By Bree Davies
By Emerald O'Brien
By Gina Tron
By Jon Solomon
By Drew Ailes
By Courtney Harrell
By Kyra Scrimgeour
Kid Rock is a tool. But like a broken watch that's right twice a day, every now and then he displays the wisdom of King Solomon. In one recent television interview, for example, the Kid revealed why he started rockin' in the first place. "Chicks," he said, cutting to the quip before acknowledging that rock's also about, um, the music.
Rock was right: A lot of cats form bands in hopes of doing rails off the hind ends of high-priced hookers. Or because they want to see their names up in lights. Whatever leads most dudes to a life of music, though, it's a safe bet that they're not on a "mission of peace through inner work and world patriotism."
But that's exactly what drives Dr. Kurt Smith, founder of the Wild Divine Band, a group that debuts a one-of-a-kind multimedia extravaganza incorporating a similarly named 3-D video game Saturday, July 31, at the Boulder Theater. And just in case that "mission of peace" line wasn't enough to tip me off to what kind of hippie-dippy, tree-hugging shit the Wild Divine will be pushing this weekend, the press kit for the event (www.wilddivine.com) reveals that proceeds will benefit Earthdance, an organization that promotes world peace through dancing and a "synchronized prayer for peace." (I wasn't aware that dancing could elicit anything other than token arousal and a few laughs, but maybe Savion Glover, Crazy Legs and Justin Timberlake should be nominated for this year's Nobel Peace Prize.)
Despite the event's goofy-sounding premise -- or maybe because of it -- I left work early last Friday to head up to Eldorado Springs to visit with the good doctor. I certainly couldn't argue with Smith's credentials: In addition to fronting the Wild Divine Band, he has a Ph.D. and is a noted authority in biomedicine. He's also an extremely successful entrepreneur who's helmed six high-tech companies, including one that created the Journey to Wild Divine, the new role-playing video game that's already been lauded by Wired and Discover for its innovative technology that integrates biofeedback technology for the Everyman. The game, three years in the making, comes with a "Light Stone" device that attaches to your fingers and measures your tension and heart rate. Normally, such a device can't be had for under a thousand bucks; Journey retails for $160. To navigate the game, a fantasy-based mountainous landscape that essentially puts you in the role of yogi apprentice, you have to learn to control your breathing and heart rate. Throughout Journey, you're charged with levitating rocks and shooting arrows at targets in the distance simply by using your own energy. The biofeedback mechanism gauges your body's reactions and gives you aural and visual feedback; in the process, you learn how to employ ancient yogic breathing and meditation techniques, which in turn helps you deal with stress in a more productive manner.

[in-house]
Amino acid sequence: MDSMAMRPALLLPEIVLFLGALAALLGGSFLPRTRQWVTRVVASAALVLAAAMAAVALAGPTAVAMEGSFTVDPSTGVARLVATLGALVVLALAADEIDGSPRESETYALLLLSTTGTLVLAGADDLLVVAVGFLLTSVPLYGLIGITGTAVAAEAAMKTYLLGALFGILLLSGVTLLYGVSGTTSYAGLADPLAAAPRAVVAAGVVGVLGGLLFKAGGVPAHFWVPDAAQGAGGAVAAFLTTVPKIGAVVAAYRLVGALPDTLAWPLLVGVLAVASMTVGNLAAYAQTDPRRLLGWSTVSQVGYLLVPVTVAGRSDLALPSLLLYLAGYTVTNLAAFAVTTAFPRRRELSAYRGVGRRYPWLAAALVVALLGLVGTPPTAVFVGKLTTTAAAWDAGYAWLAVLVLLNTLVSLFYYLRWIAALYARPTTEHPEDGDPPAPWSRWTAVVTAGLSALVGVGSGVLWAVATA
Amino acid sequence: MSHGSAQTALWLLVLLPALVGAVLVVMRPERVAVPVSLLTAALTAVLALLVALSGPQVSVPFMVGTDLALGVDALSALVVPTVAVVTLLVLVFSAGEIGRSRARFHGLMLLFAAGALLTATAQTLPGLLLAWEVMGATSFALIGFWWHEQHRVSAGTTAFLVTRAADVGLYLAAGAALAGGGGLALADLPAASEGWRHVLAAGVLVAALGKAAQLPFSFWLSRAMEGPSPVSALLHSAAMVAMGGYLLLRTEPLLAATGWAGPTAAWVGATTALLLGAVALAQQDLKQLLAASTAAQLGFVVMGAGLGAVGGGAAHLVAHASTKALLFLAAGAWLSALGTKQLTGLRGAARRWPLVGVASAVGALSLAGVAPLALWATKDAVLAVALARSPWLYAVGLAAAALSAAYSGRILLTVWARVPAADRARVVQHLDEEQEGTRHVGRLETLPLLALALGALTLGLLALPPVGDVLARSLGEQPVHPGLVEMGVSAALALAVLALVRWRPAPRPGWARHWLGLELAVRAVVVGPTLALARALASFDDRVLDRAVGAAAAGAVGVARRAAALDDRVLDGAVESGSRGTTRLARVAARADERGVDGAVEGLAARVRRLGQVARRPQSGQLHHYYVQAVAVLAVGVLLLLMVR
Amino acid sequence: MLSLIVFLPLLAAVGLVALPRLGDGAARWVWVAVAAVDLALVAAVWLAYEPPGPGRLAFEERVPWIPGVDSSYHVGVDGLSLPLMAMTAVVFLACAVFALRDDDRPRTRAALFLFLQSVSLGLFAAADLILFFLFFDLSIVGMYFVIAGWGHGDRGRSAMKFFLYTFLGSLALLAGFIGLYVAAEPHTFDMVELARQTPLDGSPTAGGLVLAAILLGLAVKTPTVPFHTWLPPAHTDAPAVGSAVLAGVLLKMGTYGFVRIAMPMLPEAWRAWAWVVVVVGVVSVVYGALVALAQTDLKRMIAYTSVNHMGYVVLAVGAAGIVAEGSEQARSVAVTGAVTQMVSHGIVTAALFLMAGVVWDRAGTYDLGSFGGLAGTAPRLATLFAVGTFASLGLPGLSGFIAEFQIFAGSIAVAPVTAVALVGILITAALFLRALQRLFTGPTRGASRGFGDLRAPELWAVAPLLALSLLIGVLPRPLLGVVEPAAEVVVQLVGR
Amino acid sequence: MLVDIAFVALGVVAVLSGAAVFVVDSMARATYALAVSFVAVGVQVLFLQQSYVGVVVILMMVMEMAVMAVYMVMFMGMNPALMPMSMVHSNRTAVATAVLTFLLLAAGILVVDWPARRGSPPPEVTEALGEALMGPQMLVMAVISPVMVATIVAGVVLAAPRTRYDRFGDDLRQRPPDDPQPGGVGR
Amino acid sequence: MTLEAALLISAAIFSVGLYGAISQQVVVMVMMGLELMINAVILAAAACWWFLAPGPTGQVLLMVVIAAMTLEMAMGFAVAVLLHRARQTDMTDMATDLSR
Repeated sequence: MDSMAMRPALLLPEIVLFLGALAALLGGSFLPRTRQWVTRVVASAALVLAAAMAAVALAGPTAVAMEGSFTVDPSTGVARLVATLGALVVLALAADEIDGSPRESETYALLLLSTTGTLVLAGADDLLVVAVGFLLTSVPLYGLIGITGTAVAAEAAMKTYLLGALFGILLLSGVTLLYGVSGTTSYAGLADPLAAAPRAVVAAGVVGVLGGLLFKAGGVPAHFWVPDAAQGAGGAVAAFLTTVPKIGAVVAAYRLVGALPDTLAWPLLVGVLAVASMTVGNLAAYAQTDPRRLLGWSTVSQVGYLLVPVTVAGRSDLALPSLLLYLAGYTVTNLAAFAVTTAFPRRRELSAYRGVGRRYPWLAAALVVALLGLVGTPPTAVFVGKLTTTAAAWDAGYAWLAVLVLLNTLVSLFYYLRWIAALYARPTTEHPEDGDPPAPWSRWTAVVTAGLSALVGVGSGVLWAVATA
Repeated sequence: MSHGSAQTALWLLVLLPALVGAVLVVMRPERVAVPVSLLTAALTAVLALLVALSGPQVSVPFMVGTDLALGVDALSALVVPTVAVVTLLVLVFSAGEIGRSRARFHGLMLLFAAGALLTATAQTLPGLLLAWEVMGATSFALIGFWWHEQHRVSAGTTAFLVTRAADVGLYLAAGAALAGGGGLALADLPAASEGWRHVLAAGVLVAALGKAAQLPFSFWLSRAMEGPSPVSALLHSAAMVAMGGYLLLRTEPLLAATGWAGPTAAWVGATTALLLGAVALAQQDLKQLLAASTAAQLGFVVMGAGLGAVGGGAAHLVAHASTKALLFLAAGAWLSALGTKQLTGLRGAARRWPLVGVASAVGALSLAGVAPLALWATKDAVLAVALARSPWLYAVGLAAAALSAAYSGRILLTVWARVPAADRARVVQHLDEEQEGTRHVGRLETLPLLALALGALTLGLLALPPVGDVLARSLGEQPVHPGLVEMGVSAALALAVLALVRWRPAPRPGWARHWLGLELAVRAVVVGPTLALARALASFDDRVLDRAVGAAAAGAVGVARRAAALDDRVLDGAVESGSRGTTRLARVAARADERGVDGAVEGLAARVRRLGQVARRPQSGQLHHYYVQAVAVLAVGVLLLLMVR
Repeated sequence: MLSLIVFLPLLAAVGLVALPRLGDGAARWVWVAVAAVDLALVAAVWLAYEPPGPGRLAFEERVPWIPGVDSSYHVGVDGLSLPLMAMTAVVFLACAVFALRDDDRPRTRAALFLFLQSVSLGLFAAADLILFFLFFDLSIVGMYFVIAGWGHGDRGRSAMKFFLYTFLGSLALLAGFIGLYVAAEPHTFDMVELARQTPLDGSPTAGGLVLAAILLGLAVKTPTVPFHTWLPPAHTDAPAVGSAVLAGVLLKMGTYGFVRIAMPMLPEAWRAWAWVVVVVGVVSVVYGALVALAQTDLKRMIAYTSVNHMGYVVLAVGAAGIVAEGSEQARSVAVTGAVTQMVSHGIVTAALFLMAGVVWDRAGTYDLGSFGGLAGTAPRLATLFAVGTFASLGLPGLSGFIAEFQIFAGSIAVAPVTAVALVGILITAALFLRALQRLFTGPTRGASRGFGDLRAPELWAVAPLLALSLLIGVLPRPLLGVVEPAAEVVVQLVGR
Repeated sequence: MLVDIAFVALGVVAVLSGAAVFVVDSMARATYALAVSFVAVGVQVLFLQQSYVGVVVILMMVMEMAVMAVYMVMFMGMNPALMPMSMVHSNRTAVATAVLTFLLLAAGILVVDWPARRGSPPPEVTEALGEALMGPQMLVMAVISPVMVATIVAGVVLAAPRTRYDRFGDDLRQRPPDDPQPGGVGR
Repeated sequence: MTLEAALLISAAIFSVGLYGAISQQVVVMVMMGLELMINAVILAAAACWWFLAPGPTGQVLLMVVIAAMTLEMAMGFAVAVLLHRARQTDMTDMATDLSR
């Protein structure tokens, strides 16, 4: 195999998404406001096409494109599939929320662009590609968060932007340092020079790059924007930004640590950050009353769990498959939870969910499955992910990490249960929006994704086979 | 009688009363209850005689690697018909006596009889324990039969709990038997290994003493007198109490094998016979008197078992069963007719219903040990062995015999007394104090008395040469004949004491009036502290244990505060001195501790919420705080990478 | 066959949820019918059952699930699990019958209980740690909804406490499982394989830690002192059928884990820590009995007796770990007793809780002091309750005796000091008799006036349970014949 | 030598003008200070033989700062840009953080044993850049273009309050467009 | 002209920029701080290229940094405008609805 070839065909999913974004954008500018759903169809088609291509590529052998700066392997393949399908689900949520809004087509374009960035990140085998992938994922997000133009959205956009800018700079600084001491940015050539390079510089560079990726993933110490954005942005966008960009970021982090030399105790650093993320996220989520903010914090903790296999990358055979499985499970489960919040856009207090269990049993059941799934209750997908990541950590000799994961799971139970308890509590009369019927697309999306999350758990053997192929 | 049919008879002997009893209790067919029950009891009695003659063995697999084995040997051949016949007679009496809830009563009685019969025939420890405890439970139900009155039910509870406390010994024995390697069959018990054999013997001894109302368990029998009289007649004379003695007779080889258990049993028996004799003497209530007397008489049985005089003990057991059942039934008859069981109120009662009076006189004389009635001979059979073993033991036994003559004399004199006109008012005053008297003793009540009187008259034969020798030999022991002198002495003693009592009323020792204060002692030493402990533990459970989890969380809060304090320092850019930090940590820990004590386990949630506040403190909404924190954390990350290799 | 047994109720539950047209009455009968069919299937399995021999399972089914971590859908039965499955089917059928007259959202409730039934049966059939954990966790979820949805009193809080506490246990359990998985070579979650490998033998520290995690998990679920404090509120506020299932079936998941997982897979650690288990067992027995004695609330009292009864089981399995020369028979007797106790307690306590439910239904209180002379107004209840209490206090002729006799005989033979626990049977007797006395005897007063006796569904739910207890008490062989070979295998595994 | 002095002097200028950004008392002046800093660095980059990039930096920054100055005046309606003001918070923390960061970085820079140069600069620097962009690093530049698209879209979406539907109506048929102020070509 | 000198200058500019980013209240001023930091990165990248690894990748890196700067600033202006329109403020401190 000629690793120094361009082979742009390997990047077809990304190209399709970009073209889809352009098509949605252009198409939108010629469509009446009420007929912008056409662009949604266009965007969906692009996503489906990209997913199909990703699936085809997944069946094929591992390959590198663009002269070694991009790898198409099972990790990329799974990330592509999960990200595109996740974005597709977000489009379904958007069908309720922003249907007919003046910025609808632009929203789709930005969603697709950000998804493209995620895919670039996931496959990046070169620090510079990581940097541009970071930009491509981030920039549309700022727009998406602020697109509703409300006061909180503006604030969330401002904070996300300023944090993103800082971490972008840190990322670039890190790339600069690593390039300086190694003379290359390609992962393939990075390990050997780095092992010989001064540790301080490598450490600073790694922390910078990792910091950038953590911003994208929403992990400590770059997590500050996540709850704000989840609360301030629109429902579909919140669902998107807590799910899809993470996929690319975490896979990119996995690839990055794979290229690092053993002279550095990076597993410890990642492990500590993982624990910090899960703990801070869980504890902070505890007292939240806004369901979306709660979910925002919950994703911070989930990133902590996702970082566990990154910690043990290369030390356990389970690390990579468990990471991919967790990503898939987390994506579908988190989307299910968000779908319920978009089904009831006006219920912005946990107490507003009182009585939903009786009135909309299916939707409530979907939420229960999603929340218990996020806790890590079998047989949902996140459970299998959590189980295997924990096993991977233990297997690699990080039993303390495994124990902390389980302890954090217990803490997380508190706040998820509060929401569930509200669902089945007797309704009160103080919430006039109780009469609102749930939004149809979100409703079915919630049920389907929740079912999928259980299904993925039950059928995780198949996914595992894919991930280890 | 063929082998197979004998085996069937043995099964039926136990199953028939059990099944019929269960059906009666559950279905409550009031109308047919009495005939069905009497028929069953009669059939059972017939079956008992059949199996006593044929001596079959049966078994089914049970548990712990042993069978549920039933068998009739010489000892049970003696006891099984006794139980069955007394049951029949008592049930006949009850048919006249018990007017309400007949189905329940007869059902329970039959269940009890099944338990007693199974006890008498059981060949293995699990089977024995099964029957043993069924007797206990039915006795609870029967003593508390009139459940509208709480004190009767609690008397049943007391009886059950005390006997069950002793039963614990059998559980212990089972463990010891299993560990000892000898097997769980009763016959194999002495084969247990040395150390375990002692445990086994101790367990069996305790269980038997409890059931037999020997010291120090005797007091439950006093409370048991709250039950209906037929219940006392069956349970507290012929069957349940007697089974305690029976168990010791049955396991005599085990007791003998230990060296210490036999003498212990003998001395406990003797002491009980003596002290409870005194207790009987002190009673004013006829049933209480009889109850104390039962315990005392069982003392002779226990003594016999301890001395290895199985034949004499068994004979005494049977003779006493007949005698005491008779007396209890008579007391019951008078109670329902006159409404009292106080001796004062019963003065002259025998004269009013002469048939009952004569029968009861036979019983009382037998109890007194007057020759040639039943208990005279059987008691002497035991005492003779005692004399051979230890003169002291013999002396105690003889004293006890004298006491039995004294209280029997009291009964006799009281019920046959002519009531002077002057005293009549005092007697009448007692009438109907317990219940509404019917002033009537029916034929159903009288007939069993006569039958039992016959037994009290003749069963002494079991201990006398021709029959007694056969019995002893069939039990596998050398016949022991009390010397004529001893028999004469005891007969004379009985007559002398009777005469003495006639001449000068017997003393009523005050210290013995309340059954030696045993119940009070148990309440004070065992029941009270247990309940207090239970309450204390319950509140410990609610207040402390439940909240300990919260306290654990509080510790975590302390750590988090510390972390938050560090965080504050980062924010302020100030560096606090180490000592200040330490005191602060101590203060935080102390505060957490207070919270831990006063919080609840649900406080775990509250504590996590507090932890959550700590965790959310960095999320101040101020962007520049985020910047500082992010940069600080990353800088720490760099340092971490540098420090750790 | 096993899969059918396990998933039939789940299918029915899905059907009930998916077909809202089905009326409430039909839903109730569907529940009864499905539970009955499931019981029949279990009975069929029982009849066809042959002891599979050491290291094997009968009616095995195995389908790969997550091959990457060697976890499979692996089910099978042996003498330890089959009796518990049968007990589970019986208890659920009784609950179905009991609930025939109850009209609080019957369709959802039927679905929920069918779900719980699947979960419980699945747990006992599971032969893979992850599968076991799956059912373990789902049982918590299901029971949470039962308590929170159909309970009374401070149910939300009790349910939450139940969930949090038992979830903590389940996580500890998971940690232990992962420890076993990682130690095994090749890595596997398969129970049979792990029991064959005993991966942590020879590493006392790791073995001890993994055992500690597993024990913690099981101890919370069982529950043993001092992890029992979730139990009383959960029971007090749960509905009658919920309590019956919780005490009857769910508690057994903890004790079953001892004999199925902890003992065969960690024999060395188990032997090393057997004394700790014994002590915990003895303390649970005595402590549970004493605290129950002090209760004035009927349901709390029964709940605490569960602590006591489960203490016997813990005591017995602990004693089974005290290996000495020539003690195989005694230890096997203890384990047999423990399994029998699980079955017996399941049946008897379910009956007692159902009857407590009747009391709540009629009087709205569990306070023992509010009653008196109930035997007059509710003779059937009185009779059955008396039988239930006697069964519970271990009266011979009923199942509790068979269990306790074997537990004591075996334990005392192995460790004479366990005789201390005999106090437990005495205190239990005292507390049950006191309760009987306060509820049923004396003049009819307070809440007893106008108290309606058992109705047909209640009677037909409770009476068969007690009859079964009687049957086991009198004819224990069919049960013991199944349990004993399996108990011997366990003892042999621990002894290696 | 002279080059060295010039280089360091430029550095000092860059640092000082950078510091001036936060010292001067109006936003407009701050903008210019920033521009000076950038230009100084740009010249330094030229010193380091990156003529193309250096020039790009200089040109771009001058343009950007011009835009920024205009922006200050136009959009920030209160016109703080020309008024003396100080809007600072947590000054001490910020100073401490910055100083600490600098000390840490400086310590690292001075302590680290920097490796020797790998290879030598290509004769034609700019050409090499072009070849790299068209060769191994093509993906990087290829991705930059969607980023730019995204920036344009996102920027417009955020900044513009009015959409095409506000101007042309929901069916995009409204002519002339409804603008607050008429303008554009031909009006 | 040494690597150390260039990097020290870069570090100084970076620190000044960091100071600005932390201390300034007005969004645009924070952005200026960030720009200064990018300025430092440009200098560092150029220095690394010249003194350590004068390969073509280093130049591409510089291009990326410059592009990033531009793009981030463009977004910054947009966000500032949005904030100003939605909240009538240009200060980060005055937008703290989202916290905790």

Considering how much caffeine and nicotine I take in on a daily basis, I assumed my ticker would register something like the pounding of Dave Lombardo's kick drum. But according to Journey's co-creator, Corwin Bell, who acted as my personal yogi ambassador as I test-drove the game, I'm ready to handle any stress that comes my way: My lungs can levitate with the best of them. If that's the case, the Wild Divine Band deserves a lot of the credit.
I'd had plenty of time to familiarize myself with the band's disc, Soul Flight, on my forty-minute, white-knuckle hellride through the I-36 corridor. In the opening strains of the record, which samples the sounds of whales jabbering in the ocean, initially I heard more Enya and trace elements of the Moody Blues than the promised Pink Floyd-like tunes. But as I approached the Flatirons, which were appropriately obscured by clouds, the ethereal sonics kicked in. Much to my chagrin, the disc -- whose production is as crisp and steady as anything I've heard recently -- was already working; I could feel my blood pressure dropping with each mile. By the time I pulled up to Smith's spacious spread, a stunning two-story stone house nestled among the shacks and shanties at the base of the canyon, I'd completely decompressed. Smith led me directly into the Crucible, the lavish hardwood studio where he and the rest of the Wild Divine Band -- guitarist Andy McEwen, bassist Chris Wright and drummer Brian Dillan -- created the Soul Flightconcept album.
"The concept is the experience of a soul coming into this life and then experiencing it and leaving," Smith explained. "It's sort of that Celtic notion that everything's intertwined. That everything's divine and everything's wild at the same time. Once we've gone through our deconstruction, our panic time in life, then all of a sudden we get that discovery that, 'Oh, there's this neat mixing that's going on, and I'm a part of it.' It's not about me anymore; it's like, 'What can I do in this world?' So the whole album is an inner journey of the individual. It's a metaphor for every one of our journeys."
And that includes the unlikely trajectory of Smith, a punker from St. Louis who originally studied musical engineering. "The punk scene was really about community," he said. "It was counterculture saying, 'Hey, something's fucked. I don't know what it is, but something's fucked here.' You're naive enough to not know what it is, but you get it. And you're like, 'How am I going to express this?' That was when I was young and naive. As you get older, it's fine to stand on a street corner and say 'Fuck you all.' But that doesn't do anything. So I wanted to do something meaningful that induced some kind of shift or change. And that required having resources."